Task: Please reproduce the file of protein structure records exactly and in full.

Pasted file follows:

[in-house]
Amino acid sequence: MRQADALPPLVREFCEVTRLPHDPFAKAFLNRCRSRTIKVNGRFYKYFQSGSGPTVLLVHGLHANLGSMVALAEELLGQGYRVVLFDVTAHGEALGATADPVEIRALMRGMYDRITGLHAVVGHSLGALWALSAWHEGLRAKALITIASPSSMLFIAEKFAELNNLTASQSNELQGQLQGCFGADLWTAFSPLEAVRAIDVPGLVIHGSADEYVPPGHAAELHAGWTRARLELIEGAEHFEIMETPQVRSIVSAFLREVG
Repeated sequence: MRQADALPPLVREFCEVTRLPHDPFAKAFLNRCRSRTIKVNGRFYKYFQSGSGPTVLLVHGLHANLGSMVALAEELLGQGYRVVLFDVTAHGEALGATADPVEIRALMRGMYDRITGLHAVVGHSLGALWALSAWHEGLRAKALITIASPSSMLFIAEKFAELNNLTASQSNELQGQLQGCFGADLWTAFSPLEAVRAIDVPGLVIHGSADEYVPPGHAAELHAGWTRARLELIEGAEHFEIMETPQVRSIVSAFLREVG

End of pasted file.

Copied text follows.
[in-house]
Amino acid sequence: MRQADALPPLVREFCEVTRLPHDPFAKAFLNRCRSRTIKVNGRFYKYFQSGSGPTVLLVHGLHANLGSMVALAEELLGQGYRVVLFDVTAHGEALGATADPVEIRALMRGMYDRITGLHAVVGHSLGALWALSAWHEGLRAKALITIASPSSMLFIAEKFAELNNLTASQSNELQGQLQGCFGADLWTAFSPLEAVRAIDVPGLVIHGSADEYVPPGHAAELHAGWTRARLELIEGAEHFEIMETPQVRSIVSAFLREVG
Repeated sequence: MRQADALPPLVREFCEVTRLPHDPFAKAFLNRCRSRTIKVNGRFYKYFQSGSGPTVLLVHGLHANLGSMVALAEELLGQGYRVVLFDVTAHGEALGATADPVEIRALMRGMYDRITGLHAVVGHSLGALWALSAWHEGLRAKALITIASPSSMLFIAEKFAELNNLTASQSNELQGQLQGCFGADLWTAFSPLEAVRAIDVPGLVIHGSADEYVPPGHAAELHAGWTRARLELIEGAEHFEIMETPQVRSIVSAFLREVG